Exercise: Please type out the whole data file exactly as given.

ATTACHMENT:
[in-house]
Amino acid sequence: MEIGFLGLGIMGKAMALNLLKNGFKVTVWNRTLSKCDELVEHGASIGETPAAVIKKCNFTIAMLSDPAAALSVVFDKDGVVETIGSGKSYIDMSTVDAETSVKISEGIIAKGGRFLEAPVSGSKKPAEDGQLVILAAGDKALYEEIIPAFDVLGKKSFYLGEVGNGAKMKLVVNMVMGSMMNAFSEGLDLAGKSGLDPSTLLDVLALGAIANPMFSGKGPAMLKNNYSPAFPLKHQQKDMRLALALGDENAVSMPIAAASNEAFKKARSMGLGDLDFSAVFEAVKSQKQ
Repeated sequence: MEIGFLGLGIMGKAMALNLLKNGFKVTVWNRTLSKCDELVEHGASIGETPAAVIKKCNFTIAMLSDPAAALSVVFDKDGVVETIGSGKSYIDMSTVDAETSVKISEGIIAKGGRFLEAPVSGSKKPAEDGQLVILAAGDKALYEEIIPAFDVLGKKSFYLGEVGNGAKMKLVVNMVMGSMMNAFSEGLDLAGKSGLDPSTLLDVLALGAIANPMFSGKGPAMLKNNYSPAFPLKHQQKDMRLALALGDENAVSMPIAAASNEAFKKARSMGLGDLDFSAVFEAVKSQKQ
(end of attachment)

[in-house]
Amino acid sequence: MEIGFLGLGIMGKAMALNLLKNGFKVTVWNRTLSKCDELVEHGASIGETPAAVIKKCNFTIAMLSDPAAALSVVFDKDGVVETIGSGKSYIDMSTVDAETSVKISEGIIAKGGRFLEAPVSGSKKPAEDGQLVILAAGDKALYEEIIPAFDVLGKKSFYLGEVGNGAKMKLVVNMVMGSMMNAFSEGLDLAGKSGLDPSTLLDVLALGAIANPMFSGKGPAMLKNNYSPAFPLKHQQKDMRLALALGDENAVSMPIAAASNEAFKKARSMGLGDLDFSAVFEAVKSQKQ
Repeated sequence: MEIGFLGLGIMGKAMALNLLKNGFKVTVWNRTLSKCDELVEHGASIGETPAAVIKKCNFTIAMLSDPAAALSVVFDKDGVVETIGSGKSYIDMSTVDAETSVKISEGIIAKGGRFLEAPVSGSKKPAEDGQLVILAAGDKALYEEIIPAFDVLGKKSFYLGEVGNGAKMKLVVNMVMGSMMNAFSEGLDLAGKSGLDPSTLLDVLALGAIANPMFSGKGPAMLKNNYSPAFPLKHQQKDMRLALALGDENAVSMPIAAASNEAFKKARSMGLGDLDFSAVFEAVKSQKQ